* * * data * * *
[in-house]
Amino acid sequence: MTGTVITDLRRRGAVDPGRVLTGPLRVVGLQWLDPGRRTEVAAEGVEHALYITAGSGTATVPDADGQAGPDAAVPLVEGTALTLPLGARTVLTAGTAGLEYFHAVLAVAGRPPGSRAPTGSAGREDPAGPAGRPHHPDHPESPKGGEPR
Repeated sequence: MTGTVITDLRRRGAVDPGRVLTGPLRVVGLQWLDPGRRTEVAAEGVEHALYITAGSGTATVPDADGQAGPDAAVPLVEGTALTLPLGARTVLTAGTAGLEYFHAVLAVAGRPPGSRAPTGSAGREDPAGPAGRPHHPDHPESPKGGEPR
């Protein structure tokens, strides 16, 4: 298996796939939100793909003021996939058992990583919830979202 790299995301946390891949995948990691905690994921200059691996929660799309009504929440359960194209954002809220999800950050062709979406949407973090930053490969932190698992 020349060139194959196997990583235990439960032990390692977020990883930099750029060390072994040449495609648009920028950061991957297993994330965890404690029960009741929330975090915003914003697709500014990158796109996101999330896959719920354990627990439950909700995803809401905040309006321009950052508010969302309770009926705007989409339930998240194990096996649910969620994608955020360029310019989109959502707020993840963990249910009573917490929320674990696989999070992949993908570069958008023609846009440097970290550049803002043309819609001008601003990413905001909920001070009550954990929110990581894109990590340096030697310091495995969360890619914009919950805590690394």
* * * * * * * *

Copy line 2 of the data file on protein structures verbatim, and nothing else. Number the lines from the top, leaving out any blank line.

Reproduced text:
Amino acid sequence: MTGTVITDLRRRGAVDPGRVLTGPLRVVGLQWLDPGRRTEVAAEGVEHALYITAGSGTATVPDADGQAGPDAAVPLVEGTALTLPLGARTVLTAGTAGLEYFHAVLAVAGRPPGSRAPTGSAGREDPAGPAGRPHHPDHPESPKGGEPR